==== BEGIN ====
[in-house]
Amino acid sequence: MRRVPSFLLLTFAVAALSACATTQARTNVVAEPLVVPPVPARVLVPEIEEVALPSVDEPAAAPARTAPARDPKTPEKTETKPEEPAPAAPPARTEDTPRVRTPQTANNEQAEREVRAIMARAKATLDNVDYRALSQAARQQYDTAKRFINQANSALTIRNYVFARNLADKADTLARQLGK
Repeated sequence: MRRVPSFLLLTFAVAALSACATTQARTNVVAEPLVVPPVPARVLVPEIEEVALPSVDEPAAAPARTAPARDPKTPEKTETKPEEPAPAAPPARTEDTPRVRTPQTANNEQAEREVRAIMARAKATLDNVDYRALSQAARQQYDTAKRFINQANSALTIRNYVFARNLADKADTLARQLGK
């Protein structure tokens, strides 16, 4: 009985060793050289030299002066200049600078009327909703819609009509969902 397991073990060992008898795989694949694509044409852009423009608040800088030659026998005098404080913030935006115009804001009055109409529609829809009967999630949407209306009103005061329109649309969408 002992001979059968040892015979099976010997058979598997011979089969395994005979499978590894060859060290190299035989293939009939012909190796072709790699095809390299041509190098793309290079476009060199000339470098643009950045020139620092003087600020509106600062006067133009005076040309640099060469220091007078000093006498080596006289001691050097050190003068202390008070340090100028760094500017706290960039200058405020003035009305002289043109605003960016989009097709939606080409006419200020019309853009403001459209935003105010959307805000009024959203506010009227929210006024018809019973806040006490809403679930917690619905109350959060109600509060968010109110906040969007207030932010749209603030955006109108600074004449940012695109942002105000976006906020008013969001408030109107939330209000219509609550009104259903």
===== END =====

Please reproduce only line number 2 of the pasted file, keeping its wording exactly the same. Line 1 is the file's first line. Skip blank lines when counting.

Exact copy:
Amino acid sequence: MRRVPSFLLLTFAVAALSACATTQARTNVVAEPLVVPPVPARVLVPEIEEVALPSVDEPAAAPARTAPARDPKTPEKTETKPEEPAPAAPPARTEDTPRVRTPQTANNEQAEREVRAIMARAKATLDNVDYRALSQAARQQYDTAKRFINQANSALTIRNYVFARNLADKADTLARQLGK